A 170-year-old pagoda in town
Update: Jan 11, 2018
Lying at the foot of Chanh Hung Bridge in District 8, HCMC, An Phu Pagoda with a history of more than 170 years is frequented by foreign tourists who want to explore its ancient and unique architecture.

An Phu Pagoda in HCMC’s District 8 attracts many Buddhists and tourists thanks to its unique architecture of broken porcelain pieces

Its history dates back to Nguyen Dynasty which ruled the country from 1802 until 1945. Construction of the pagoda was completed in 1847 by Venerable Thich Thanh Duc under the reign of King Tu Duc.

Due to the deteriorating structures, the pagoda underwent restoration in 1961 under Master Monk of Thich Tu Bach. Restoration work lasted until 2004.

One of the features of the pagoda that all wall surfaces and columns for the both exterior and interior are stunningly decorated with nearly 30 tons of broken porcelain pieces, including chipped plates, bowls and vases, making it the only porcelain pagoda in HCMC.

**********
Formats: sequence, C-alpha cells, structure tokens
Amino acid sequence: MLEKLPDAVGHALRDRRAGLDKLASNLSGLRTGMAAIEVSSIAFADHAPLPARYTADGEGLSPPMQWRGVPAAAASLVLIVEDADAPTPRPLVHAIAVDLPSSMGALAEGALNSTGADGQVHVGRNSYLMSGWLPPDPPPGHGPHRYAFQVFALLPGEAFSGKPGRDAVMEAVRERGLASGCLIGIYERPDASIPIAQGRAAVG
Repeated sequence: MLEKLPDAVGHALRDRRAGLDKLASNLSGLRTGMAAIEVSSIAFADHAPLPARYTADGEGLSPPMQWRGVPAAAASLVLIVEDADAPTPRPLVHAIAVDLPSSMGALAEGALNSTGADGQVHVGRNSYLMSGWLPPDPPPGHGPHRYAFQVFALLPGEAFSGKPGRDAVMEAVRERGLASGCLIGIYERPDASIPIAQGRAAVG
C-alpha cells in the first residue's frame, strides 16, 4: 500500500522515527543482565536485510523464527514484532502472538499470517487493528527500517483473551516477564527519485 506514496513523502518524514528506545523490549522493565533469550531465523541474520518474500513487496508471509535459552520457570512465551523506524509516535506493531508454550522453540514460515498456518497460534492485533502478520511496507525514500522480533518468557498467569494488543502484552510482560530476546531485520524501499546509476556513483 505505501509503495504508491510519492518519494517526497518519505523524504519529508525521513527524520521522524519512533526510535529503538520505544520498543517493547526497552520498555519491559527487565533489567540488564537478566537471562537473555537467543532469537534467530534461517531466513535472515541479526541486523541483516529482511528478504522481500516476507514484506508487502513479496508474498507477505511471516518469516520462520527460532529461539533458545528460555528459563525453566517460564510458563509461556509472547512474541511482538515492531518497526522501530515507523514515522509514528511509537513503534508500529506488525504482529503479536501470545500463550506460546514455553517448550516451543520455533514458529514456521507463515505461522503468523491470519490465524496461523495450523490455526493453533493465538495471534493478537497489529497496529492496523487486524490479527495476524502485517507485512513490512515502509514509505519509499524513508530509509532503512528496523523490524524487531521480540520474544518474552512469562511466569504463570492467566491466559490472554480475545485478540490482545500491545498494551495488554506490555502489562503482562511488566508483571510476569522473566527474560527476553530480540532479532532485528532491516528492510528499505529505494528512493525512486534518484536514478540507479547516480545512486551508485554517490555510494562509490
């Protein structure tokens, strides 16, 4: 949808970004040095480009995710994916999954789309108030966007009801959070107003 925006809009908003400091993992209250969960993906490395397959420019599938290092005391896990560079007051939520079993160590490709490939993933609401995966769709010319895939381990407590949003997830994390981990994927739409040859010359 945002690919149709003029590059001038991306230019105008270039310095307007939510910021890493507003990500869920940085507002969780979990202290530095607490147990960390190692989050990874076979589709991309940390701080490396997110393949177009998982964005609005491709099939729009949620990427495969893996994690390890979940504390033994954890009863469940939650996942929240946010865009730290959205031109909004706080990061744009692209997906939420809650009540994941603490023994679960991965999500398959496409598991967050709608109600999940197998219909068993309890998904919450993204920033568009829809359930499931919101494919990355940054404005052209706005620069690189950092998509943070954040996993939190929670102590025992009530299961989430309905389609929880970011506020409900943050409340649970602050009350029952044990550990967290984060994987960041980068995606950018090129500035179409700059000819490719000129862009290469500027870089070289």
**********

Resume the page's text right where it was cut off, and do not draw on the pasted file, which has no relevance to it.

According to Venerable Thich Hien Duc, the supports are stuck with porcelain pieces in blue, red, white and yellow colors in order to convey a personal philosophy to people of all ages.

In 2007, the place was also acknowledged by the Viet Nam Record Book Center as Viet Nam’s largest temple made of ceramic pieces.

The pagoda has two candles which are recognized as the heaviest and largest in Viet Nam in 2005

What makes the sacred site more special in the modern city is two candles weighing 1,800 kg each and measuring 3.4 meters in height, which were recognized as the heaviest and largest in Viet Nam in 2005.

The pagoda has now become one of the most-visited religious destinations in the city and attracts a large number of Buddhists and tourists on full-moon days or during the Lunar New Year (Tet) holiday.

Tong A Phu, a 70-year-old resident who has devoted more than 30 years to bicycle repair service at the foot of Chanh Hung Bridge, told the Daily that An Phu Pagoda is a time witness of the history and development of HCMC. Despite undergoing several restoration and repairs after more than one century of existence, the place still maintains its original architecture and historical values.

“Whenever I have free time or on the 15th day of each month, I always drop by the pagoda to burn incense and find peace for my soul in a tranquil and peaceful atmosphere,” Phu added. ​